This is the lunch we had to recover from. The big plate in the foreground? That's HERS.

Wednesday, as always, is my geek day, and Erin was good enough to indulge me on my weekly trip to the comic shop. We also took in Toy Story 3, which she hadn’t seen yet. The second time made me cry pretty much as hard as the first. And on Thursday… sad, sad Thursday, we had lunch at Jaeger’s Seafood and Beer Garden, and Erin went home.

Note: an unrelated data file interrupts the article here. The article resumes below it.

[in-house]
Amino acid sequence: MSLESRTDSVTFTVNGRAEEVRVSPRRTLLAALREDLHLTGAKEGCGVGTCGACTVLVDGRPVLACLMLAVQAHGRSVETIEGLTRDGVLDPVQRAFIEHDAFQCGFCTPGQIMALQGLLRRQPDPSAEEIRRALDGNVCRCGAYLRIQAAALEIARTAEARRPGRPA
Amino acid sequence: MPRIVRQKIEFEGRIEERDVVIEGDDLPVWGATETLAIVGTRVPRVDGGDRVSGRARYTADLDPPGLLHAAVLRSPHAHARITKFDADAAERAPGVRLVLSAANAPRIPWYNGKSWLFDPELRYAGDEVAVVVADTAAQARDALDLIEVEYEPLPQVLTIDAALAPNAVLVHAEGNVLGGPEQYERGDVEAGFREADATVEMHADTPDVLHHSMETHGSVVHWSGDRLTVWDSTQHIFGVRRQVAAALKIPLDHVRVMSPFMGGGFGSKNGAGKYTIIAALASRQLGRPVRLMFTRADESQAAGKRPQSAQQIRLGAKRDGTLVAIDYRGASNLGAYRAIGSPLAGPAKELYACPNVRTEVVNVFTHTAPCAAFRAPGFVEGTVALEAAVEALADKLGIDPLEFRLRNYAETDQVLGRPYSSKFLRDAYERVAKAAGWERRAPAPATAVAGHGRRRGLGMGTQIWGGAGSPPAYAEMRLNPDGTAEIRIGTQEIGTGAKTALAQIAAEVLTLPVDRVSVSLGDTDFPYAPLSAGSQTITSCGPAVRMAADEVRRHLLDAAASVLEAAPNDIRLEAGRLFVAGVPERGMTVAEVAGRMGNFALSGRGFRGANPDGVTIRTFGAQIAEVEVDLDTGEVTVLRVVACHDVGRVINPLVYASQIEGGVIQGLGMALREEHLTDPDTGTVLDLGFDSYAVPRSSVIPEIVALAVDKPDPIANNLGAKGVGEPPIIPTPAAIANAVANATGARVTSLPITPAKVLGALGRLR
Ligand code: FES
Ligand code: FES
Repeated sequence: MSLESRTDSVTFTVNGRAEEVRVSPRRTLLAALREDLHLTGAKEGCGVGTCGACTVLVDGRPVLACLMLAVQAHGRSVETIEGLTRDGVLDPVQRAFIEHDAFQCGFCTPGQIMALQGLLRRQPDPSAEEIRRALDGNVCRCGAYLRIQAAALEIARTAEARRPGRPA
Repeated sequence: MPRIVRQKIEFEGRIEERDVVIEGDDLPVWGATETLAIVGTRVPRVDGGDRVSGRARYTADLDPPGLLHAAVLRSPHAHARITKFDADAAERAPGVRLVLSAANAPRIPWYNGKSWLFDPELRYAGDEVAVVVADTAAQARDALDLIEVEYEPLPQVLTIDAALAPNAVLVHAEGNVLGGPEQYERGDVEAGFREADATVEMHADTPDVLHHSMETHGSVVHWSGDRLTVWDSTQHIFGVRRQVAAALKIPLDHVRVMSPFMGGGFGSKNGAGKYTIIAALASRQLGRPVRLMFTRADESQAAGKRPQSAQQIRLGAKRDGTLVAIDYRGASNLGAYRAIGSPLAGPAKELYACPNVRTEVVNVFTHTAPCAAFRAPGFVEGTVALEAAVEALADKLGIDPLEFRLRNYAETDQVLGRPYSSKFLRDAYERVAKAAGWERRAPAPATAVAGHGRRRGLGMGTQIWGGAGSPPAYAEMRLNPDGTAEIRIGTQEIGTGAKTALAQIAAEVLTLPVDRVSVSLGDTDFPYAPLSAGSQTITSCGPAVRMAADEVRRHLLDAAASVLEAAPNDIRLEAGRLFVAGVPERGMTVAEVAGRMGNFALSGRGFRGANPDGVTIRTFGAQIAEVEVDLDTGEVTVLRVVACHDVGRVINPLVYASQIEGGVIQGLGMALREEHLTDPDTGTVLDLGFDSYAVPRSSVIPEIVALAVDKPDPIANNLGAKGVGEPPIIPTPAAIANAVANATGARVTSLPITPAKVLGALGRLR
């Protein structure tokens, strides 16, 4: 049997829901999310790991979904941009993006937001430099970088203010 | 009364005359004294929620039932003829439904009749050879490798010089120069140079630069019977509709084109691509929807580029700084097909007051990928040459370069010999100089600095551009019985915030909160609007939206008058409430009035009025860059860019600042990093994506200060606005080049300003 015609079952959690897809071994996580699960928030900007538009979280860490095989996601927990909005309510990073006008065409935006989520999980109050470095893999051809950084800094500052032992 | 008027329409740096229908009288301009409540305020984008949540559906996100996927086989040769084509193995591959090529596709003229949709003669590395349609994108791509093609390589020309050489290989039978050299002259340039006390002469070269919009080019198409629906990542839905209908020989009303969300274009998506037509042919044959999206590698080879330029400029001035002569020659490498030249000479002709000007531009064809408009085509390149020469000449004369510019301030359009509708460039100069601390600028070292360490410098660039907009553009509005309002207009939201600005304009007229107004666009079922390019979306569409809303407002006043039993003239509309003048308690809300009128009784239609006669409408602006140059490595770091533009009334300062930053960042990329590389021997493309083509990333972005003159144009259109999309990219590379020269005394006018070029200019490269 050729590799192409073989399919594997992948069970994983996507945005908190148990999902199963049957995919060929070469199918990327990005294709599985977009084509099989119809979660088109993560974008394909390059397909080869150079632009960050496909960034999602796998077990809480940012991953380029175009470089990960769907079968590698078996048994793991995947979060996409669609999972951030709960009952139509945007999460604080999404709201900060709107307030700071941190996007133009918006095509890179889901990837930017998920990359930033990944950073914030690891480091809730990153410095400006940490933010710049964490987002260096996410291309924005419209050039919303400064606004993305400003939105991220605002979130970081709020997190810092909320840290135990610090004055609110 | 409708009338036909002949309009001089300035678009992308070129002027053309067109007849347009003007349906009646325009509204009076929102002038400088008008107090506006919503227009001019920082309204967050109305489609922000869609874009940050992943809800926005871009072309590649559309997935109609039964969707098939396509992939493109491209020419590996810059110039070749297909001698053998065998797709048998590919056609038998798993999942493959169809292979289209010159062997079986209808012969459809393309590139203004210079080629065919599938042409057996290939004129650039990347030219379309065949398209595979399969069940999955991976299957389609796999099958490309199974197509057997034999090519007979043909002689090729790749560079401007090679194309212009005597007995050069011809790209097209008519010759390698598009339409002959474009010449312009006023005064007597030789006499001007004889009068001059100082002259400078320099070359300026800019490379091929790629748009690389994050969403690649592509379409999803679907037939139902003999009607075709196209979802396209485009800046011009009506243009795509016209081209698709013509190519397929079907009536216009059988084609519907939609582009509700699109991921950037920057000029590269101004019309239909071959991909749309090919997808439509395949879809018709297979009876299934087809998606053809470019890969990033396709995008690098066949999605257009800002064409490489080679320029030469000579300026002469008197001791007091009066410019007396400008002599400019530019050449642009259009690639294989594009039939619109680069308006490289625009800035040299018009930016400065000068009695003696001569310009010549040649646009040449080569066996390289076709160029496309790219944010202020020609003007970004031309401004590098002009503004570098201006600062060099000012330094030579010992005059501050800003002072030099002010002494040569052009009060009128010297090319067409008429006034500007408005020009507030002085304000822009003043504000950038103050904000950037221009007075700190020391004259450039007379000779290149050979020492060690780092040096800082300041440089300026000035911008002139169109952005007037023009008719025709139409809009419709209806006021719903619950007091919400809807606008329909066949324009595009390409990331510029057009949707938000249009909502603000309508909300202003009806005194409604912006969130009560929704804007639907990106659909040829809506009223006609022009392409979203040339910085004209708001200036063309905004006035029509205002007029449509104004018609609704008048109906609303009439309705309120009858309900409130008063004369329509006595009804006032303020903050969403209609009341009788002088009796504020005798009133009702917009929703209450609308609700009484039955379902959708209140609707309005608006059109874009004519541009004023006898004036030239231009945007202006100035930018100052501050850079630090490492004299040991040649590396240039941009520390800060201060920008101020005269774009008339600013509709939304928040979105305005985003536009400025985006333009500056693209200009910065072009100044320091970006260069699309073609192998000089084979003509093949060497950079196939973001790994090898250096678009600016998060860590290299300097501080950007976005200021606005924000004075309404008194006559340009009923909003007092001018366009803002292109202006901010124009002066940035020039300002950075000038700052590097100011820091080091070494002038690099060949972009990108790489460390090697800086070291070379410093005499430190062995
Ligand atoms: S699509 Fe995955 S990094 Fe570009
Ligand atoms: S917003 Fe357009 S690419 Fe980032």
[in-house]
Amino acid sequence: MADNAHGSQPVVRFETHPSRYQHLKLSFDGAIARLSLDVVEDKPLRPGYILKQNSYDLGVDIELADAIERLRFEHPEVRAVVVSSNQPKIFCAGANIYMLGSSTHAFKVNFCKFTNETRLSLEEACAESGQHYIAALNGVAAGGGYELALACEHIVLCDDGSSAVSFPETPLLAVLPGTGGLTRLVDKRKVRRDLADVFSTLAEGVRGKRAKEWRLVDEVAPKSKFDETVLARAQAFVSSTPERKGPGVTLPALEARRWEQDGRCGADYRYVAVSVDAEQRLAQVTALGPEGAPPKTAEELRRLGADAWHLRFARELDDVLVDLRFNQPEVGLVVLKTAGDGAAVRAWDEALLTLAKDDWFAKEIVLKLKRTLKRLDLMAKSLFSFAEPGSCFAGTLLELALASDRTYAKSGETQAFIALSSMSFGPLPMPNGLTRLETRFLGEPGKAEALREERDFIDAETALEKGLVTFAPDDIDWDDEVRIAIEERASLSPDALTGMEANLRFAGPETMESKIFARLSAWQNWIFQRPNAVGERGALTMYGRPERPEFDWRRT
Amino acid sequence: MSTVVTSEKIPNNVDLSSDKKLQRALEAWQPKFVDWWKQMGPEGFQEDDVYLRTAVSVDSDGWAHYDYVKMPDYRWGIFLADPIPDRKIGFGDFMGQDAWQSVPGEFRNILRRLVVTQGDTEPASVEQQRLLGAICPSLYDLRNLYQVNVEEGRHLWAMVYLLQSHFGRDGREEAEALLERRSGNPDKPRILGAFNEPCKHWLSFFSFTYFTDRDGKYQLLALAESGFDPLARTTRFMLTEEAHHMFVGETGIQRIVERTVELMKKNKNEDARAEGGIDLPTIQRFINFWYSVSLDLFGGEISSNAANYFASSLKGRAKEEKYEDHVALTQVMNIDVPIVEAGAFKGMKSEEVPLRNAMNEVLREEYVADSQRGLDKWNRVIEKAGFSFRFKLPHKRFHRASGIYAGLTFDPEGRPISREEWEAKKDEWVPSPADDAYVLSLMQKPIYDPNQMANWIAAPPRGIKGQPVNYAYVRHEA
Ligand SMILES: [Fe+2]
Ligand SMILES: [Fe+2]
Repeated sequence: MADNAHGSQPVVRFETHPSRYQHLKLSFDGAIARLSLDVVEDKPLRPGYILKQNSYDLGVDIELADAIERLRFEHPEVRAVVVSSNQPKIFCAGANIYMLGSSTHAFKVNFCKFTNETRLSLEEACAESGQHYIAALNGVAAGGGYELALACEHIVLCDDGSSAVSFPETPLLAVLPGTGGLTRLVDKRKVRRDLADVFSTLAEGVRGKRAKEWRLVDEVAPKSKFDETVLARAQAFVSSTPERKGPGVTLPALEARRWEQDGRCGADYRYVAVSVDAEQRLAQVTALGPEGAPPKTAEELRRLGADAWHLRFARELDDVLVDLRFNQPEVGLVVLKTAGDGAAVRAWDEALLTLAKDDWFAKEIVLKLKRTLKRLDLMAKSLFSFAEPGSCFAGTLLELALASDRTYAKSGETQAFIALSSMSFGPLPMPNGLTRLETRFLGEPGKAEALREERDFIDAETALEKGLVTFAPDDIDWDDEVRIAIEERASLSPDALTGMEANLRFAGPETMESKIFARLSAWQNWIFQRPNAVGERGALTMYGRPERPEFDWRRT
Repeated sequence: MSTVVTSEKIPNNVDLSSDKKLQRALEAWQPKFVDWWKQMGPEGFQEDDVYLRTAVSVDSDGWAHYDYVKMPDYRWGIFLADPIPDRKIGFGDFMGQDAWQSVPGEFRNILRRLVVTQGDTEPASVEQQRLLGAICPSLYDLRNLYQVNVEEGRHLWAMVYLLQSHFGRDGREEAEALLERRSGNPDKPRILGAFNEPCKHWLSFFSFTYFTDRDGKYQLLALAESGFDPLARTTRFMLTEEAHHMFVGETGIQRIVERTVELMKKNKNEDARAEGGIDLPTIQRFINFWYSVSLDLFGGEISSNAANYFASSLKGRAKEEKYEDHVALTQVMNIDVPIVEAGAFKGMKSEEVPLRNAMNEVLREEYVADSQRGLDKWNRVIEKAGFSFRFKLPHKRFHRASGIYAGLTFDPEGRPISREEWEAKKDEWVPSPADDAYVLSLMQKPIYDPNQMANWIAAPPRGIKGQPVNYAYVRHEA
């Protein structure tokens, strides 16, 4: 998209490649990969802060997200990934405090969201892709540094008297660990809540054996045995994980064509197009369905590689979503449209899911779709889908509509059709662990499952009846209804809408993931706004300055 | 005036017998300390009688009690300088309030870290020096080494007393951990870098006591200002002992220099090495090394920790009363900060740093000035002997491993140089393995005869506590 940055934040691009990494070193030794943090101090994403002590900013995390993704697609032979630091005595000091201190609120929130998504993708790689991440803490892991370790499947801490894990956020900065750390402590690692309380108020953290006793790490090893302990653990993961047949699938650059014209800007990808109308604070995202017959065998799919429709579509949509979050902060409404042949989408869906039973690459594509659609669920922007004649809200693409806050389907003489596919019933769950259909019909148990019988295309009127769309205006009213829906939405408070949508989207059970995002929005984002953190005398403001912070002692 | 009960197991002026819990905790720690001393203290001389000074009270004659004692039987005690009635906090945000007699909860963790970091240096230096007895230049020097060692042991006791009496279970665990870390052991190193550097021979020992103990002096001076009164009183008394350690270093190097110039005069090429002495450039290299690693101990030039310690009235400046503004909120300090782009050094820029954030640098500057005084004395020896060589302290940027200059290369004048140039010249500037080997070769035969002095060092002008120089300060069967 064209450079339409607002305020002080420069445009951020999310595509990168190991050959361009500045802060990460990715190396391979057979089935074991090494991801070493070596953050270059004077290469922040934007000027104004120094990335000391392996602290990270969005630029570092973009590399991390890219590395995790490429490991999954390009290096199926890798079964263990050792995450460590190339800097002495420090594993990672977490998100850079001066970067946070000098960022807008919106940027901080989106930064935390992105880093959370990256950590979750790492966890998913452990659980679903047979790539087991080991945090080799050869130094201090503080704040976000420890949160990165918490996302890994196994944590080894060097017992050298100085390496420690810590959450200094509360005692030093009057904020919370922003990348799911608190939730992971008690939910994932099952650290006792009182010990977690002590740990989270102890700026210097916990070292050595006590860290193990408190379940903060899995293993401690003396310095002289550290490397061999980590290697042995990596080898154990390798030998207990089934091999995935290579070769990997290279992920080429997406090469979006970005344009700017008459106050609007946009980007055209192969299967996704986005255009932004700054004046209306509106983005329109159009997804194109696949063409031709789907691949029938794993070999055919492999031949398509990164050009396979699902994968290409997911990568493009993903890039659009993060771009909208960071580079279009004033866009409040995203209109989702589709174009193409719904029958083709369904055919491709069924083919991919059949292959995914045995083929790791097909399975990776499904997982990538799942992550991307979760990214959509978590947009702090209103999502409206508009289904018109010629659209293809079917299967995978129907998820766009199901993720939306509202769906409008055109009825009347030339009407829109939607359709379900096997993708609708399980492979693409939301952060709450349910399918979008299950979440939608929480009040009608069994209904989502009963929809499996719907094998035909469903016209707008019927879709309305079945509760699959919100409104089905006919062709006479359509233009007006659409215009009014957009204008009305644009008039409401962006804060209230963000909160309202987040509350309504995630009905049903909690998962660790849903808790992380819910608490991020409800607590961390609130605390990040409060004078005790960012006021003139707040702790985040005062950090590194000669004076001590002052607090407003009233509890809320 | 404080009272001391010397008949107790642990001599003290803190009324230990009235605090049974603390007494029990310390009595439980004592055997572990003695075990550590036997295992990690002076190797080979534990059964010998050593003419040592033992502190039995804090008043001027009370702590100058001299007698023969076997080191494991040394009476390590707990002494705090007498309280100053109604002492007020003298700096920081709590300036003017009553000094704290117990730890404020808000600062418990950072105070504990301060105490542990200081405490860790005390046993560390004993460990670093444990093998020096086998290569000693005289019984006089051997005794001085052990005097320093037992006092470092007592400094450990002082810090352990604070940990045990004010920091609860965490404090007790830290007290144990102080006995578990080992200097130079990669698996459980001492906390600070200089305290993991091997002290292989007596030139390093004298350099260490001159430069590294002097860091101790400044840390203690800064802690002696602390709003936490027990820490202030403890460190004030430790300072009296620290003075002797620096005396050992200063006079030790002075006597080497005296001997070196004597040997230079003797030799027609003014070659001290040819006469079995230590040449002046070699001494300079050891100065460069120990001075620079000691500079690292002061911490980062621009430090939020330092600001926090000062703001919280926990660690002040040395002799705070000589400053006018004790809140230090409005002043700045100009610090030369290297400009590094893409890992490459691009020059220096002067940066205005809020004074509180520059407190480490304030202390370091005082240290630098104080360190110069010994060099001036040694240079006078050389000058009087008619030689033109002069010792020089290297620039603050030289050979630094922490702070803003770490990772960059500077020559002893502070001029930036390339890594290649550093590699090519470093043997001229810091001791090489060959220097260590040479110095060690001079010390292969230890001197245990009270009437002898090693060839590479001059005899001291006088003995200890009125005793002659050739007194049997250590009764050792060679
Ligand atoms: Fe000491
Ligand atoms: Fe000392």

So eat your heart out.

This was, as I said, an atypical trip for us. With so much of our time dictated by the play and family obligations, we didn’t have nearly as much time to ourselves as we usually do. And we didn’t even take as many pictures as we usually do, which prompted my idea of hiring a mute photographer to just follow us around, which Erin wasn’t wild about, but we’ll talk through it. Even if we didn’t have as much “us-time,” that’s okay, because it was time together. I don’t care if it was just the two of us or if she had to share me with 200 paying audience members (which I know doesn’t sound quite right, but bear with me here). I was with her, and that’s all that matters.

June 2023